People cut palm branches from the trees lining up the main road into the city and waved them in the air. They also spread them along the road as they chanted out loud with booming, deafening voices – “Hosanna, make us free! Long life to Jesus! Blessed is he who comes in the name of the Lord, the king if Israel.” What a sight, my God!

 Yet a few days later, the same crowd would take to the streets to shout a very different song – “Crucify him! Crucify him!” Once again, what had happened in those five days?


I’ll tell you a story that may help you answer this question.

 An elderly woman was driving home one night under a nasty rain. Suddenly she could no longer see anything except for the taillights of the car in front of her, so she decided to follow those lights. After two or three minutes, those leading lights suddenly came to a stop. She waited patiently for a few seconds, then a few more seconds, but the car ahead would not move.

 A few moments later the car ahead turned off its lights. The woman was furious – “Why has that idiot in the car ahead stopped in the middle of the road and turned off his lights,” she wondered. Suddenly a knock on her window –now she was beginning to panic. She rolled the window down, just a little, and saw a man standing in the rain.

 “Why did you stop in front of me and turned your lights off in the middle of the road?” an angry woman asked. The man gently replied that they were not in the middle of road, but in his own driveway.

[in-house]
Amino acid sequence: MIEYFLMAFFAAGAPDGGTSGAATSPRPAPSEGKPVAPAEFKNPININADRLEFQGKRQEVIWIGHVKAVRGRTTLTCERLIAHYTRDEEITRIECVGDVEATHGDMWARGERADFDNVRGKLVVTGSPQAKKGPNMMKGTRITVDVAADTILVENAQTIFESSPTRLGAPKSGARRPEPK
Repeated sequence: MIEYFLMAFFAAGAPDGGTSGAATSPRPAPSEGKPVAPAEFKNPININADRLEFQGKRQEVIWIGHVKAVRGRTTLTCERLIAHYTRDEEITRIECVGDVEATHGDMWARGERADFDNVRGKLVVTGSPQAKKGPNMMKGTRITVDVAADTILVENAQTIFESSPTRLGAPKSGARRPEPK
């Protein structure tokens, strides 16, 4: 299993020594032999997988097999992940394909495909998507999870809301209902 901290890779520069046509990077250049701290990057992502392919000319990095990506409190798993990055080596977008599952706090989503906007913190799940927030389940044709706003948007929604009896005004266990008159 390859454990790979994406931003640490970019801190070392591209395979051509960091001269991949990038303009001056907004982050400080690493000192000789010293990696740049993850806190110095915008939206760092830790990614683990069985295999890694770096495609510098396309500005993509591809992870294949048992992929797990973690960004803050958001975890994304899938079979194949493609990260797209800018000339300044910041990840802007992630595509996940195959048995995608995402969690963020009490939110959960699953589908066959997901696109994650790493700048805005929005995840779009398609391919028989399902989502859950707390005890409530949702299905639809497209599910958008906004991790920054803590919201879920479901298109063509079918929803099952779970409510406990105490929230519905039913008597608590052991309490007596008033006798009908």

It seems to me, that’s what might have happened with that crowd in just those five days. They were so blinded by their own expectations, that they ended up following the wrong leader, or the wrong lead. What about us? What do expect from the Risen Christ as he enters our hearts and minds, our homes, our communities, our institutions, even our churches? Good question!

 Quite often we ought to check on our own expectations about this Risen Christ, for he might be asking us to walk a road of service and obedience we might not be willing to take.


Whether is business partnerships, or marriage, or political commitments, or professional careers. Whenever we must make decisions about where to live, or where to retire to, how to face a critical illness or how raise our kids. From time to time, my friends, we ought to check our own expectations lest we may end up betraying something beautiful in our lives that we had embraced and cheered up just at some point in the past.


I have no doubt that Jesus sided with the poor and the outcast –all his teaching and healing points out in that direction. I have no doubt that Jesus wanted the Romans out and the arrogant, overwhelming, self-righteous religious leaders out as well.

 Yet during his Lenten journey he gradually learned that his own personal call was of a different nature, which explains why he died –in the words of Albert Schweitzer – “a complete failure.” But Palm Sunday is not 100 per cent about the crowd –about us and our misplaced expectations. Palm Sunday is also about God even though I still don’t fully grasp how God eventually managed to turn around so much hatred and evil the way he did.

 All I know is that early on Easter day, even before the sun had risen in all its splendor, the meaning of both life and death and forgiveness were changed forever –and so were us.